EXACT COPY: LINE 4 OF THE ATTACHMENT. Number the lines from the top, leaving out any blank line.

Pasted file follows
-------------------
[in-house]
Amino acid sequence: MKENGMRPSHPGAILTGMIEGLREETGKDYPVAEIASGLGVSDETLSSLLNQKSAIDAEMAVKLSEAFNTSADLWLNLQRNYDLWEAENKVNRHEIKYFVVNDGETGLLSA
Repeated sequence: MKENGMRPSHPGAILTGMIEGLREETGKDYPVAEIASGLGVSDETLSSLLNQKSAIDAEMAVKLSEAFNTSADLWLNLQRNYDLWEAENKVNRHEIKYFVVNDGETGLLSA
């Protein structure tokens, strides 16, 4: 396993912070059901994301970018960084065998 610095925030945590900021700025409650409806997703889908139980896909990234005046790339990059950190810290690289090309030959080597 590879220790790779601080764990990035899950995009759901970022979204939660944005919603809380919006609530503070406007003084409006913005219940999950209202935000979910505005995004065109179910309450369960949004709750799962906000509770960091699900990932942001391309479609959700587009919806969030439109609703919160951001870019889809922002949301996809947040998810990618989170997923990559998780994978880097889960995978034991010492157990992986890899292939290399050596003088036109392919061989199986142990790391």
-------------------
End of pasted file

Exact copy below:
């Protein structure tokens, strides 16, 4: 396993912070059901994301970018960084065998 610095925030945590900021700025409650409806997703889908139980896909990234005046790339990059950190810290690289090309030959080597 590879220790790779601080764990990035899950995009759901970022979204939660944005919603809380919006609530503070406007003084409006913005219940999950209202935000979910505005995004065109179910309450369960949004709750799962906000509770960091699900990932942001391309479609959700587009919806969030439109609703919160951001870019889809922002949301996809947040998810990618989170997923990559998780994978880097889960995978034991010492157990992986890899292939290399050596003088036109392919061989199986142990790391």